Trademarks are source identifiers that inform and protect consumers. The Lanham Act serves dual purposes. The statute protects consumers from the confusion and deception caused by acts of trademark counterfeiting, infringement, dilution, false advertising and cybersquatting.

    Continue reading Action on Trademark Relief: Presumption of Harm at Patently-O.

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  • 左端

                            目次はこちら

    左端

    (LEFT END)
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  • 左端

                            目次はこちら

    左端

    (LEFT END)
    $$ The right (as shown) end of the impeller 145 may be supported by a magnetic bearing, with permanent magnets of this bearing being lo…

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  • Erie and Intellectual Property Law

    When it comes to choice of law, U.S. federal courts hearing intellectual property law claims generally do one of two things. They either construct and apply the federal IP statutes (Title 18, Title 35, Title 17, and Title 15, respectively), remaining as faithful to Congress’ meaning as possible; or they construct and apply state law claims brought under supplemental (or diversity) jurisdiction, remaining as faithful as possible to the meaning of the relevant state statutes and state judicial decisions. In the former case, they apply federal law; in the latter case, they apply the law of the state in which they sit.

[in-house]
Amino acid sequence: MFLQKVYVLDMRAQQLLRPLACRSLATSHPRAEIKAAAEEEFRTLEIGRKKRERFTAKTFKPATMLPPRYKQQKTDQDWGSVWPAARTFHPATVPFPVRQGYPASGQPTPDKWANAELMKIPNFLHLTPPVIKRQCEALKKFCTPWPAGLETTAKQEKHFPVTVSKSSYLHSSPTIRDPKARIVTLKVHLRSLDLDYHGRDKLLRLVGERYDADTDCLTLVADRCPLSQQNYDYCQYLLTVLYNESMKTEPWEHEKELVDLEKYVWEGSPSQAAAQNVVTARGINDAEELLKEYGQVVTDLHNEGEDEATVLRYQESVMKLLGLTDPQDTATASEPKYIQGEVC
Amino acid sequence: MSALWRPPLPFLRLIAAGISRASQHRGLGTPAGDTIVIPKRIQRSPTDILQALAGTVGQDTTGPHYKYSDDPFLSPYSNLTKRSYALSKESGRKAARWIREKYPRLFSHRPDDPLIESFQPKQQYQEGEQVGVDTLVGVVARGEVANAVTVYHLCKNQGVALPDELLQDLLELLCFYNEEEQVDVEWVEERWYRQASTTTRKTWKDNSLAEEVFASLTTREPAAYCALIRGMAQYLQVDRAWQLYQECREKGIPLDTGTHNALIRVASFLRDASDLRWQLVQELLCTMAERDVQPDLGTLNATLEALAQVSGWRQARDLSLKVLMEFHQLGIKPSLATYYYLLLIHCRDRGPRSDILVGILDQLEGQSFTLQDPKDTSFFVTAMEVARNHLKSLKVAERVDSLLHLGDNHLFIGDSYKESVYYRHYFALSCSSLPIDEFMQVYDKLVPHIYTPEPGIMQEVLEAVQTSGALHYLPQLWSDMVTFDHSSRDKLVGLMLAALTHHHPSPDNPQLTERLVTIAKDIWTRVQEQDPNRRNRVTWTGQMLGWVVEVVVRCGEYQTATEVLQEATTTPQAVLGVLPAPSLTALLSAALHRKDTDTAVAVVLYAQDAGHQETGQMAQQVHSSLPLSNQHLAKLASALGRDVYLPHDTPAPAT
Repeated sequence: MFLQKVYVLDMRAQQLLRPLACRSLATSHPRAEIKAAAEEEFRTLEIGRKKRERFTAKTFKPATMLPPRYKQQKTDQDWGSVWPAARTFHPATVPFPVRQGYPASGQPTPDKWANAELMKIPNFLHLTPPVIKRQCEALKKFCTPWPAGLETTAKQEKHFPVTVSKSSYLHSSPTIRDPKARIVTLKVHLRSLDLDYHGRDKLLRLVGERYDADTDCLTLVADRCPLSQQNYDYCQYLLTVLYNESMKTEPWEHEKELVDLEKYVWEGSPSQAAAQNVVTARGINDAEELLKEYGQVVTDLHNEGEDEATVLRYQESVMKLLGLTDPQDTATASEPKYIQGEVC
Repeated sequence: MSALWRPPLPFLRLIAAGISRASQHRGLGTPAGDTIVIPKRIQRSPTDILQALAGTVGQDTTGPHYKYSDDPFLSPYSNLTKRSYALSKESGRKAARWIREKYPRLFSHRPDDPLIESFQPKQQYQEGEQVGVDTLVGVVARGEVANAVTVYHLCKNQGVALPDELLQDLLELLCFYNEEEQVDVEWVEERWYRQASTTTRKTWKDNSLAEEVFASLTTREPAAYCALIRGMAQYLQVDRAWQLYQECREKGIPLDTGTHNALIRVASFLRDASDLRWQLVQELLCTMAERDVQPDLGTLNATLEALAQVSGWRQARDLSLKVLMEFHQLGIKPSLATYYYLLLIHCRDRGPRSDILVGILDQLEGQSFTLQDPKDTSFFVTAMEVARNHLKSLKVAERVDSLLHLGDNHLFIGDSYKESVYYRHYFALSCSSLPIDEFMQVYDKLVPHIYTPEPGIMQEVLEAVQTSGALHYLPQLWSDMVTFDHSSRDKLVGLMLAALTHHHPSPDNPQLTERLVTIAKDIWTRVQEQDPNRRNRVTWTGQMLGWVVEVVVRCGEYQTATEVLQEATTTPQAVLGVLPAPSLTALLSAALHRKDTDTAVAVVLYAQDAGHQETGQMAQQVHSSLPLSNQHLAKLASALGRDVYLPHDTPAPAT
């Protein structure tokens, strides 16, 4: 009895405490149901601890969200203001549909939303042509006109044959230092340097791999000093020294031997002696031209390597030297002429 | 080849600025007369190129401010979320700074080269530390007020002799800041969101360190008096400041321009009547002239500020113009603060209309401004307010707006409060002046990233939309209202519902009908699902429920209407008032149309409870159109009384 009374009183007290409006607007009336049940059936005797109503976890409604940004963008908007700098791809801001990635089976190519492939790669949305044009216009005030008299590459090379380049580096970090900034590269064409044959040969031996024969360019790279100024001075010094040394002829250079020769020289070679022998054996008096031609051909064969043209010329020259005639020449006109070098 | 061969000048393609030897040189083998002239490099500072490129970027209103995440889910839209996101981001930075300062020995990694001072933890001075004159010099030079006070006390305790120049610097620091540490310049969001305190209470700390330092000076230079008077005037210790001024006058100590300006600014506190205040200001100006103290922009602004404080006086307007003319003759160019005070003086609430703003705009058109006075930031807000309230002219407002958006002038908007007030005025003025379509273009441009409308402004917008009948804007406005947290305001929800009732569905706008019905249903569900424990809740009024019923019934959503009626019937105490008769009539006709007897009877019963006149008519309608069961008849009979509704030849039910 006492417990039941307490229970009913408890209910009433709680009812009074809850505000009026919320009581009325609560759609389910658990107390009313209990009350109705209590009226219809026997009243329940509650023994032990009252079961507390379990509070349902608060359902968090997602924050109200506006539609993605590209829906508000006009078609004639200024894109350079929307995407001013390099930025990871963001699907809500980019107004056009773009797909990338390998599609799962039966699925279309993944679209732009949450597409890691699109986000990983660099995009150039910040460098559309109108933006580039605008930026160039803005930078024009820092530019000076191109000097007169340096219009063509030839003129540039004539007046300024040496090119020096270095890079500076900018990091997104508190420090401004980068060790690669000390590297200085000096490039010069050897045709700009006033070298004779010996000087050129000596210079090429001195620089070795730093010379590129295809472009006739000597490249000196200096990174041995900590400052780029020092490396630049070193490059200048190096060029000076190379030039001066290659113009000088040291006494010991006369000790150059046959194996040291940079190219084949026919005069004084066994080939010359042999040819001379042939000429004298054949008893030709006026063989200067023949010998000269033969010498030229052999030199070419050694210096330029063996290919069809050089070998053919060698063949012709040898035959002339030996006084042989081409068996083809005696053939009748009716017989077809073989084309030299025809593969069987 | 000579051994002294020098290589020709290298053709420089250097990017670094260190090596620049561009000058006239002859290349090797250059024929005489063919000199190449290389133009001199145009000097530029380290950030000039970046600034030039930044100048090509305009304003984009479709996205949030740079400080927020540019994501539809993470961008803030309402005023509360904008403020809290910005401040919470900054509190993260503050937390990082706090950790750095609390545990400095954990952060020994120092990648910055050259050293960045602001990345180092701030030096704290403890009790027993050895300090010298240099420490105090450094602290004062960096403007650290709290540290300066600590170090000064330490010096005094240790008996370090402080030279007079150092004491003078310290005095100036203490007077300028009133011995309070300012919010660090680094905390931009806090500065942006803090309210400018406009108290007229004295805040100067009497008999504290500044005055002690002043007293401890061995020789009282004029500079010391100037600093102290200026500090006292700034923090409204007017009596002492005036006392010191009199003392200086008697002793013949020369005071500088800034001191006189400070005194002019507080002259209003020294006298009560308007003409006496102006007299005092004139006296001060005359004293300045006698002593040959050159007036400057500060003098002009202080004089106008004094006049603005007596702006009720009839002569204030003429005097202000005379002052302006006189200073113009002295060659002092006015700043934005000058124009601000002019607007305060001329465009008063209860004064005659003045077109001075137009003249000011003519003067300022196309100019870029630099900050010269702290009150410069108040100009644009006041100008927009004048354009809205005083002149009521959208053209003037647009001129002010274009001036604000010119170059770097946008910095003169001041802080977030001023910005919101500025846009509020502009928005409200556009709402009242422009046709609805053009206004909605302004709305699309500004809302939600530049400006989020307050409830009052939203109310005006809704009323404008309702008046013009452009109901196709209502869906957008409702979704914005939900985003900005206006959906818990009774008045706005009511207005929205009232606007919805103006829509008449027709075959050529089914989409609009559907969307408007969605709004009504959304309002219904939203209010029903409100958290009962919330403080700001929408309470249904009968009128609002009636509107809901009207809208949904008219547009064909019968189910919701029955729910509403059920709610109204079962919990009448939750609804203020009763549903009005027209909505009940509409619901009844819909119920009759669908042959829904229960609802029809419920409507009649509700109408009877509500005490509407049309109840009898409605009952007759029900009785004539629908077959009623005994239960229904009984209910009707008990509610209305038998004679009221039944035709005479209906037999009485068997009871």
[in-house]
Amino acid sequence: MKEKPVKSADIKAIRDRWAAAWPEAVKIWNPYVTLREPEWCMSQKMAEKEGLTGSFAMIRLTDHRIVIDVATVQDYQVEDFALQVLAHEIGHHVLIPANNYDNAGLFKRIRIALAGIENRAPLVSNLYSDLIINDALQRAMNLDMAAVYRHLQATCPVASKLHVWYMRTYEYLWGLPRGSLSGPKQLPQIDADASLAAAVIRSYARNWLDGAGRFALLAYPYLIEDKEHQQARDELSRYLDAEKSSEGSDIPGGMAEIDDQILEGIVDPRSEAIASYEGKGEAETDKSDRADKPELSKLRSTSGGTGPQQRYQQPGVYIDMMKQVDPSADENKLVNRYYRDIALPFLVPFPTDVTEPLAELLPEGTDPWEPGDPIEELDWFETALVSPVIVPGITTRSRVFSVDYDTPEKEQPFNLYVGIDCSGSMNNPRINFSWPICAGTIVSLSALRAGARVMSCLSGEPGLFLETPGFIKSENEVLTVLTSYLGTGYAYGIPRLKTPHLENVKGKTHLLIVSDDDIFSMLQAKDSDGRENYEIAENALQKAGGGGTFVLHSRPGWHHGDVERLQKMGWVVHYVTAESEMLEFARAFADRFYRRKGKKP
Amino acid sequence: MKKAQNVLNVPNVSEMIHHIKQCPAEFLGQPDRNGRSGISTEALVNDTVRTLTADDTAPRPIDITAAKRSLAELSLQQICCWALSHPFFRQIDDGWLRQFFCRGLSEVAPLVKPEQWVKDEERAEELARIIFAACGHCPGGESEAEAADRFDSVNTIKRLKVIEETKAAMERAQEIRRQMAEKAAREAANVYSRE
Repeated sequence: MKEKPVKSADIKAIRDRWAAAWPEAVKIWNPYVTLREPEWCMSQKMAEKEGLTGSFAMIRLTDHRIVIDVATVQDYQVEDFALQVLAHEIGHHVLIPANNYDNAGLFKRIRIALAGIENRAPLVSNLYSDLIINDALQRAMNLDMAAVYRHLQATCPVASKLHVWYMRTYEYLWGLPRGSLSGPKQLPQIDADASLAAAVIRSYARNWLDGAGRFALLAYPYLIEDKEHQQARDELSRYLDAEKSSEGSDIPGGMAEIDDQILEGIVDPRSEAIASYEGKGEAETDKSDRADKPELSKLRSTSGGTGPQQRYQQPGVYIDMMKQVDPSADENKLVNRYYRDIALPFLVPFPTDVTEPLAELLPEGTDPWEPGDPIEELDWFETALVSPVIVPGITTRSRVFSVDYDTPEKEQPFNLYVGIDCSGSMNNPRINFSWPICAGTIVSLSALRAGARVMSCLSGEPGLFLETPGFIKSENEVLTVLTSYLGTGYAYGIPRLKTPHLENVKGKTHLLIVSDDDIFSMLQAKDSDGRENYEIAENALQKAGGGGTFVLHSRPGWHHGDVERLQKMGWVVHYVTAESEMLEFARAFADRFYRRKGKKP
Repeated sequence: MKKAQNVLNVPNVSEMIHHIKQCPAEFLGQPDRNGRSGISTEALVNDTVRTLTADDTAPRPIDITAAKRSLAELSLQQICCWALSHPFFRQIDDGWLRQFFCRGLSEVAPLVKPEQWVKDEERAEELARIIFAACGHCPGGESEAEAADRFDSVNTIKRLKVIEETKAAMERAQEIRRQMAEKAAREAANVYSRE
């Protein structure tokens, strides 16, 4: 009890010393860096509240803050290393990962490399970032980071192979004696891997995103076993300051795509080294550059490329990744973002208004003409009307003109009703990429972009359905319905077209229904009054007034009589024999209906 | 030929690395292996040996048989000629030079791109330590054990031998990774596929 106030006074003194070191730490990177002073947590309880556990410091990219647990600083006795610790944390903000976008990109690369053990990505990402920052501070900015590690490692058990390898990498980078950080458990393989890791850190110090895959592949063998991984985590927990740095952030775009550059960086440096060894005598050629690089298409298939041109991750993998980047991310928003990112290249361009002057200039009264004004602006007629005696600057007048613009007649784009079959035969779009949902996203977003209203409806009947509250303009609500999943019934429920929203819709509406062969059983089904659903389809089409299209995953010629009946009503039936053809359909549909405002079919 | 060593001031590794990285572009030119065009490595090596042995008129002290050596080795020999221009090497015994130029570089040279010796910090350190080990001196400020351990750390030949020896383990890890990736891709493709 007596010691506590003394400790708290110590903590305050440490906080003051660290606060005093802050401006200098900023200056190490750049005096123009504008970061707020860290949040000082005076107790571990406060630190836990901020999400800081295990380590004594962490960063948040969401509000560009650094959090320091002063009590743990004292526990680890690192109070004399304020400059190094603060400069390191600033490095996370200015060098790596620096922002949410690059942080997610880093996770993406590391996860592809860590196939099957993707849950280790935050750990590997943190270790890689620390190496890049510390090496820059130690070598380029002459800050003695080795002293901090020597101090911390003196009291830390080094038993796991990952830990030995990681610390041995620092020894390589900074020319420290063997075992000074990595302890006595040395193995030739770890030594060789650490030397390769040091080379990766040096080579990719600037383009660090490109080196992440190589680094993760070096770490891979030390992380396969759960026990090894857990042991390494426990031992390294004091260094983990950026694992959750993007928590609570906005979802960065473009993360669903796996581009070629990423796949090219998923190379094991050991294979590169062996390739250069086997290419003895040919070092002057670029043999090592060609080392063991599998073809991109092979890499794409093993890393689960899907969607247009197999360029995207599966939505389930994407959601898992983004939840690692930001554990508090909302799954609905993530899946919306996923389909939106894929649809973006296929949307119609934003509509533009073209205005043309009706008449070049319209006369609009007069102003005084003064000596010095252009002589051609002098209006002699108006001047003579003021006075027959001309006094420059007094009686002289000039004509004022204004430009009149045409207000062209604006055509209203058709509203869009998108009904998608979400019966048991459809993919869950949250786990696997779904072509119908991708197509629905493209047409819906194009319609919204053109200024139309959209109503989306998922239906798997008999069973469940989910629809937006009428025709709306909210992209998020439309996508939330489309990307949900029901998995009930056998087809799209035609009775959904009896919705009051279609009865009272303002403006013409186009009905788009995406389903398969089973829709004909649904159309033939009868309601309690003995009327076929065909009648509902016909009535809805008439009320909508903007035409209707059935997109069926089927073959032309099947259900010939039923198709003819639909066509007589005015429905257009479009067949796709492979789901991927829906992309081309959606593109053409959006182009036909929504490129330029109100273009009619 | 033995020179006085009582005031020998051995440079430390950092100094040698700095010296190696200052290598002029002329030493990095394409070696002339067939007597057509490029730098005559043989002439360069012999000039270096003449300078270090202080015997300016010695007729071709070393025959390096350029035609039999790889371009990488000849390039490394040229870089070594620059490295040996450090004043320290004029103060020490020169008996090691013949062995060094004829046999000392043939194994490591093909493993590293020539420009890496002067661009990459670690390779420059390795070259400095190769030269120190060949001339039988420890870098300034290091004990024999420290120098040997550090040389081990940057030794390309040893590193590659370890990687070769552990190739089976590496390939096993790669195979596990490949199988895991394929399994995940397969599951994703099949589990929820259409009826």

Simple, right? Or maybe not.

    This Friday, University of Akron School of Law is hosting a conference called Erie At Eighty: Choice of Law Across the Disciplines, exploring the implications of the Erie doctrine across a variety of fields, from civil procedure to constitutional law to evidence to remedies. I will be moderating a special panel: Erie in Intellectual Property Law.  Joe Miller (Georgia) will present his paper, “Our IP Federalism: Thoughts on Erie at Eighty”; Sharon Sandeen (Mitchell-Hamline) will present her paper, “The Erie/Sears-Compco Squeeze: Erie’s Effects on Unfair Competition and Trade Secret Law”; and Shubha Ghosh (Syracuse) will present his paper “Jurisdiction Stripping and the Federal Circuit: A Path for Unlocking State Law Claims from Patent.”

    Other IP scholars in attendance include Bryan Frye (Kentucky), whose paper The Ballad of Harry James Tompkins provides a riveting, surprising, and (I think) convincing re-telling of the Erie story, and Megan LaBelle (Catholic University of America), whose paper discusses the crucial issue of whether the Erie line of cases directs federal courts sitting in diversity to apply state privilege law. All papers will be published in the Akron Law Review.

    If you have written a paper that touches on the Erie doctrine’s implications for intellectual property, I would really appreciate it if you would send it to me: chrdy@uakron.edu or cahrdy@gmail.com I will link to them in a subsequent post in order provide a resource for future research. Thank you!